In the past I have always been a favorite of choosing operating system and tools based upon technical merit. However, in today’s world of companies like Microsoft, Apple, Google, and many others, compromising user privacy, and conducting controversial activities, I don’t believe that to be the right cause of action.

Proprietary operating systems like Microsoft Windows 10, Apple MacOS, and Google Android have become famous for their ill conduct, and even companies like Lenovo is using UEFI boot to inject custom Windows components, so that the system can phone home to Lenovo.

I have been a proponent for the open source alternatives, like GNU/Linux and BSD, for a very long time. Not only that, I also believe that the open source alternatives are much better in many technical areas.

I have also always been very much against The typical discussions about BSD vs Linux, and as I wrote in my article back then, I have always believed that the different open source projects can help each other and cooperate, and that end-users should only debate such issues from a technical stand point rather than personal preference.

Whenever it has been possible, I have proposed people, both private and in the industry, to change the operating systems they use to open source alternatives, and when people have been receptive to my advocacy I have helped them migrate from Microsoft Windows on their workstations to BSD or Linux. And likewise on the server side. This has been a truly successful endeavor and I have honestly never experienced a dissatisfied person or company.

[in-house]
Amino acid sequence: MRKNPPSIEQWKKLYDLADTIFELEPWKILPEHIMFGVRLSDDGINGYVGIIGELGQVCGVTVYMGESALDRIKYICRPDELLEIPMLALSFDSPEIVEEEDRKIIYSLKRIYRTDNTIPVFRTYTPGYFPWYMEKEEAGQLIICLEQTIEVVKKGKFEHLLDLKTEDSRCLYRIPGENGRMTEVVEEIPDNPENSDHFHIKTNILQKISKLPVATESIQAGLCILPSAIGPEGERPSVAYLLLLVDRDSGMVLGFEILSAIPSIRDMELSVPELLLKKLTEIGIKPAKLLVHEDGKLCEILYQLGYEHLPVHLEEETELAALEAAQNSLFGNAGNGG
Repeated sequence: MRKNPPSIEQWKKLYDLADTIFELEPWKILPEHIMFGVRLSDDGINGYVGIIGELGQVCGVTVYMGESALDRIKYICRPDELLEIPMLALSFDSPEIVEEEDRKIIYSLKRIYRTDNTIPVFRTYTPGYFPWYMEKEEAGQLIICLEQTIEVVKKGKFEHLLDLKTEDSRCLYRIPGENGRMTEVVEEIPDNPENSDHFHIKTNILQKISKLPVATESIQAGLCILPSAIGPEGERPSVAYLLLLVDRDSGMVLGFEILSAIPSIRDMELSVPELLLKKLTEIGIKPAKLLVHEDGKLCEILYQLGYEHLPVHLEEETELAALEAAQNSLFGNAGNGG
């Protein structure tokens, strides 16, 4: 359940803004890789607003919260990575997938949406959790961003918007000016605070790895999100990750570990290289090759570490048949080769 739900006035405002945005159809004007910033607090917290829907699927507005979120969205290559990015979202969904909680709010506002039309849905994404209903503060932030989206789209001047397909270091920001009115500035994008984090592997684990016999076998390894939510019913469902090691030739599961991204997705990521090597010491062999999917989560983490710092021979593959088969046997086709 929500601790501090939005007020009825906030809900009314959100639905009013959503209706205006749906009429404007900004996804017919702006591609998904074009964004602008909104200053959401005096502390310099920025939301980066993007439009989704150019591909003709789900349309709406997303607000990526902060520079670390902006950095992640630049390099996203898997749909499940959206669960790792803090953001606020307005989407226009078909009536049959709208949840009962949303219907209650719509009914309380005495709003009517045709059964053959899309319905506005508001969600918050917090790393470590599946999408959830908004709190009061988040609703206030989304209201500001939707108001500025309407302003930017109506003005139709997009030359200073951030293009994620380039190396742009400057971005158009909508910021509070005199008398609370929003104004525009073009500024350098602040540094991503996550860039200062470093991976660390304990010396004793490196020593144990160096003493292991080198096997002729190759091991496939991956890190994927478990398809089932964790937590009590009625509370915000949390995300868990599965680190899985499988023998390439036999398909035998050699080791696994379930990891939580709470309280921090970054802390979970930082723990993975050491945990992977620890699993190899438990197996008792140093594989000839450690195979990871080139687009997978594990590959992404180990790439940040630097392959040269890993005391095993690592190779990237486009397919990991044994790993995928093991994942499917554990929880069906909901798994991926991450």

However, things are beginning to change in the GNU/Linux world as more and more corporations want to control the direction of Linux as an operating system. Due to the structure and organization of GNU/Linux as an operating system, it is unfortunately susceptible to these influences, and while it is still open source, and still not anywhere near the bad things that is going on with the proprietary alternatives, some opt-out features have slowly been introduced into both the kernel and systemd.

You can still choose to opt-out of these features and go your merry way, but as an open source enthusiast and proponent, and as a privacy concerned individual, perhaps the better approach is to migrate systems to something where you don’t have to concern yourself with “creepware”.

As a system administrator I don’t want to worry about whether I am going to be surprised the next time I upgrade a system, and I don’t want to keep a list of spyware I have to remember to opt-out of whenever I run one of these systems.

Several Linux distributions have decided (not only because of privacy opt-out issues, but other issues as well) to implement other init solutions than systemd, but with the situation going on in the kernel development, and with many third party applications becoming more and dependent upon systemd, the problems are spreading to other parts of the operating system and I believe this is becoming an uphill battle.

From a community perspective, and from a security perspective, I don’t believe the future of GNU/Linux looks very bright, and as a possible alternative solution I suggest migrating everything (when possible) to something a bit more sane, like one of the BSD projects.